If you trust your employee to communicate effectively within the team, try involving them in cross-functional meetings or broader discussions.

If you trust your employee’s technical skills, try having them mentor a newer team member or guide them through a complex task.

If you trust your employee’s problem-solving abilities, try assigning increasingly complex tasks or providing more autonomy in tackling problems and coming up with their own solutions.

Focus on clear and frequent communication as you delegate and build on their tasks and responsibilities. Communicate the purpose and desired outcome of the task, your specific expectations and standards, deadlines, and their level of authority in making task-related decisions.

It’s also important to maintain regular one-on-one check-ins to ensure you remain aligned, offer the right amount of support, and create trust. To reduce hesitation in approaching you between these regularly scheduled meetings, share that you have an “open-door” policy.

When we feel like we can’t trust someone, we fear what might happen if we extend our trust, which often leads to more widespread micromanagement. So it’s critical that you give this person the opportunity to prove their trustworthiness. Excessive control and scrutiny will likely reduce their motivation, productivity, and feelings of ownership, which could result in behaviours that further erode your trust.

3. Provide feedback on the specific behaviours that are leading to your distrust

Recall which of the three components of trust is low (competency, consistency, and character) and specify the behaviours that have degraded your trust. For example, let’s say you identified that the source of your distrust is a lack of consistency. What exact behaviours have you observed that make you feel you can’t rely on them? Missed deadlines, failure to follow through on a stated commitment, or failure to respond to you in a reasonable amount of time?

Provide descriptive and specific feedback on the problematic behaviours, describe the resulting negative impact, and align on moving forward productively. For example, you might say, “For the last two weeks, you’ve missed the weekly project status report deadline. Consequently, I haven’t been able to provide a complete project update to the executive team. Can we discuss what’s causing the delay and create a plan to rectify the situation?”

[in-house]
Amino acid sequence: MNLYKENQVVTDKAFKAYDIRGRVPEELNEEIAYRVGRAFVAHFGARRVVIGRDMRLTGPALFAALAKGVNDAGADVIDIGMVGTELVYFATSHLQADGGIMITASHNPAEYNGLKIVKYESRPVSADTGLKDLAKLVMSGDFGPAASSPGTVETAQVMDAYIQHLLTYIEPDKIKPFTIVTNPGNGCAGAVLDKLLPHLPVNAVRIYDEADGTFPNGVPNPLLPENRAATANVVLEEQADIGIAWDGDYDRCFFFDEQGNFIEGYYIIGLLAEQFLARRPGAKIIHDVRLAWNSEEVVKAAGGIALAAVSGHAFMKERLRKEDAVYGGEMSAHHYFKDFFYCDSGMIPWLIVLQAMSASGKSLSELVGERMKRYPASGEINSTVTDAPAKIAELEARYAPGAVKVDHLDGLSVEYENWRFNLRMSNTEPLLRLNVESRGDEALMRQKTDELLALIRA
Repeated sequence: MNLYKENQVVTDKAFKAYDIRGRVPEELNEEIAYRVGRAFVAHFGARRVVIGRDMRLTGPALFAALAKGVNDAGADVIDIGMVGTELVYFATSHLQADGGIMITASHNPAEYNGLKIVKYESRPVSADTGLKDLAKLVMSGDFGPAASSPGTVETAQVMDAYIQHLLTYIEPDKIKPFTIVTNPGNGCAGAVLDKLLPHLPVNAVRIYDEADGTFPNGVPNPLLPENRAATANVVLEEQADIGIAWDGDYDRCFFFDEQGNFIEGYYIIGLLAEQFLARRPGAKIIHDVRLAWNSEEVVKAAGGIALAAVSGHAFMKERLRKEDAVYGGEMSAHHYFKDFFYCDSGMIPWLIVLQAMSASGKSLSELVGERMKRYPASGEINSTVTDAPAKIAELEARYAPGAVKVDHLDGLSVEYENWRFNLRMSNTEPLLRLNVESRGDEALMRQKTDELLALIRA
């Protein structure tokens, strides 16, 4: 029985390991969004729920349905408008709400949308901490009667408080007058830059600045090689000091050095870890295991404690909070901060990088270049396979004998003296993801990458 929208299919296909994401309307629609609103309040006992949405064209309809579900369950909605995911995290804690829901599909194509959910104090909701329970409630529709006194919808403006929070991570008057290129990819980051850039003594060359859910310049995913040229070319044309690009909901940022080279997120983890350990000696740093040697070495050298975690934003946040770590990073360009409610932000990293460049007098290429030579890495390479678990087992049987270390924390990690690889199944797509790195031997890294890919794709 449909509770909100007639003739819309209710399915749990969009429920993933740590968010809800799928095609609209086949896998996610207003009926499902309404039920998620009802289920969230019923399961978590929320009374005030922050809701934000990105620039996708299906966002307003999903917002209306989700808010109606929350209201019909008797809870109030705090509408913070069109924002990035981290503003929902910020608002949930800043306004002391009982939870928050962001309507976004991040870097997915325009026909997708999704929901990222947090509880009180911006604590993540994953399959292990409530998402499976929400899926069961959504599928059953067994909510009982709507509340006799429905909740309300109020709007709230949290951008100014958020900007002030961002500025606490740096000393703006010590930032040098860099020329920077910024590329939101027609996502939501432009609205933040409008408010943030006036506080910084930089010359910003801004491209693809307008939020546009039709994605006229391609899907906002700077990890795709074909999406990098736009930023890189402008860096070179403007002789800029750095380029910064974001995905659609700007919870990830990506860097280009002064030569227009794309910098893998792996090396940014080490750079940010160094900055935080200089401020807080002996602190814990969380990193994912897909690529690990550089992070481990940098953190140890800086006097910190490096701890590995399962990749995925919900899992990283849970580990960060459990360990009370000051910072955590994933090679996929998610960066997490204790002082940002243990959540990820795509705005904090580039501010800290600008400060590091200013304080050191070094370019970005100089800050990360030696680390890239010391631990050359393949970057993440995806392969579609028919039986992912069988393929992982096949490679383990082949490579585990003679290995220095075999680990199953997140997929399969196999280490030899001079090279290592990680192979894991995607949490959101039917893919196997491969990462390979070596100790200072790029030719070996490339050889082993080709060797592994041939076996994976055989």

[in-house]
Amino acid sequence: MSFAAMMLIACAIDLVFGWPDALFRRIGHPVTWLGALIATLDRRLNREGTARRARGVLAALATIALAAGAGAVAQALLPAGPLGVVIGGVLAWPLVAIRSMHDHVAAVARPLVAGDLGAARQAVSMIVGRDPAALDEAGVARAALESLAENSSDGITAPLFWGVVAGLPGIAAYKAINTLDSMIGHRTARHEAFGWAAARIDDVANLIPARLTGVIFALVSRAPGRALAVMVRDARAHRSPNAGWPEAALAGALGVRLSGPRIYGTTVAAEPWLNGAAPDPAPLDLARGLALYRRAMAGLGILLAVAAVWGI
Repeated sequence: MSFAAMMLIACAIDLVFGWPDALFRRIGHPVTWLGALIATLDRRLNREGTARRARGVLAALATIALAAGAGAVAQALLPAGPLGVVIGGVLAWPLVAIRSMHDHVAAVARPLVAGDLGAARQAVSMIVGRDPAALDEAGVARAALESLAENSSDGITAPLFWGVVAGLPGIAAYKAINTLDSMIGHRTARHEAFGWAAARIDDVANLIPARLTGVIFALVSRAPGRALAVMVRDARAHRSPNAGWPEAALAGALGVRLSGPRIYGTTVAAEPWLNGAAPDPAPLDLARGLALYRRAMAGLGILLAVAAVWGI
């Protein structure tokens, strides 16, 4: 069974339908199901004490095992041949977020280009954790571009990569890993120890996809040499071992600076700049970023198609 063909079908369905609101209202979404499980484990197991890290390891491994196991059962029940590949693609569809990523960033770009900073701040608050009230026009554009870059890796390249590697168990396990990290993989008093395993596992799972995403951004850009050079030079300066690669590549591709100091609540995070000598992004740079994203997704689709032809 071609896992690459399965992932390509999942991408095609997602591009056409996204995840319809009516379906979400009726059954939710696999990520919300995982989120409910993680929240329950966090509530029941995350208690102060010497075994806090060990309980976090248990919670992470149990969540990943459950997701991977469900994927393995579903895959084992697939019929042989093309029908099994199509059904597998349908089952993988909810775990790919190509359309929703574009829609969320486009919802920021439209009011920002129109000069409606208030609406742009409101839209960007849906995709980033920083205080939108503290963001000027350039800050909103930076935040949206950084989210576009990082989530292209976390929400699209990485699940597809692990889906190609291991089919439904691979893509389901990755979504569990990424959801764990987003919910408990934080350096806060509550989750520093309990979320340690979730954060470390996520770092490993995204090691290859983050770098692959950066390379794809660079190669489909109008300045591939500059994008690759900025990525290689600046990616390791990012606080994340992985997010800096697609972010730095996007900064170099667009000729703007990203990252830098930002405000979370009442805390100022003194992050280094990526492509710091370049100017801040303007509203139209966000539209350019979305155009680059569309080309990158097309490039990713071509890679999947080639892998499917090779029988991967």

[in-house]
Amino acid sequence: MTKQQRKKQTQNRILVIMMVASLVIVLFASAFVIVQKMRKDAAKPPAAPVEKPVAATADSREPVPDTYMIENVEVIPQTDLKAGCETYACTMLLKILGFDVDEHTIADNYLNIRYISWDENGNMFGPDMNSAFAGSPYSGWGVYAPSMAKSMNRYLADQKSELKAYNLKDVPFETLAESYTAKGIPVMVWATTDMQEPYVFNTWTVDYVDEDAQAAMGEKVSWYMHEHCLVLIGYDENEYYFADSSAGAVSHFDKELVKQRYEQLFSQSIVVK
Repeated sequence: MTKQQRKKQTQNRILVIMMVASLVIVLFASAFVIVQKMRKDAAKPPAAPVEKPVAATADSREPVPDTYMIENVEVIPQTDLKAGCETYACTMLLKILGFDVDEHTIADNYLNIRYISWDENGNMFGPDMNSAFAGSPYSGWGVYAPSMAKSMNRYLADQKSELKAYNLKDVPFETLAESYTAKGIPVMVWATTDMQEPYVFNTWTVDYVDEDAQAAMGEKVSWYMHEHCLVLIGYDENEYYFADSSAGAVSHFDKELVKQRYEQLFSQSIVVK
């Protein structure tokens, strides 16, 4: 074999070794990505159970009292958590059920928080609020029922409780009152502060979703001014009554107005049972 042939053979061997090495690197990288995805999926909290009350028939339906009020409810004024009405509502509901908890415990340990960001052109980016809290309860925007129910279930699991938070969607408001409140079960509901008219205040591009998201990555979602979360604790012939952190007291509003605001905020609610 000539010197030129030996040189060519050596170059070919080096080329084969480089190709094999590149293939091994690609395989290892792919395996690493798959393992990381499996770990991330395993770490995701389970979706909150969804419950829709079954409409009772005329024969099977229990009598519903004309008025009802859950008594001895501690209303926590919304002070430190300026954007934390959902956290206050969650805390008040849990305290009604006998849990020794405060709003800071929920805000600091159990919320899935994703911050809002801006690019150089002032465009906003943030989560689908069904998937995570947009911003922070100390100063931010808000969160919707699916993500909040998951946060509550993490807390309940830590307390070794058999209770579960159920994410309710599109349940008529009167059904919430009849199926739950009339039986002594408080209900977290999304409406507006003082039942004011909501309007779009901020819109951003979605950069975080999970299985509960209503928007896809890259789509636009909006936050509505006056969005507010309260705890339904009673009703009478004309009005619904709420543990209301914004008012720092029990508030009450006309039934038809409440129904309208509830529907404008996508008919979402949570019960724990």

High-quality feedback strengthens relationships with your team member and builds trust. Remember that no one considers themselves untrustworthy, so avoid using the “trust” word during your conversation.

4. Reflect on what you might be doing (or not doing) to contribute to the situation

Each person shapes a relationship’s dynamics and outcomes, so it’s essential to consider your role in the current situation. Trust can erode when employees don’t have a clear understanding of their roles, responsibilities, and expectations. Is it possible that you haven’t provided sufficient clarity or guidance?

Trust is inherently reciprocal. In other words, the more someone trusts you, the more likely you are to trust them in return. As such, try boosting trust in this relationship by shifting your focus away from what this person needs to do to regain your confidence to how you might signal your own trustworthiness. Again, recall the three components of trust. How might you demonstrate your judgment and expertise, integrity and care for them, and your dependability? For example, could you show your character by being honest, transparent, and accountable for a recent mistake?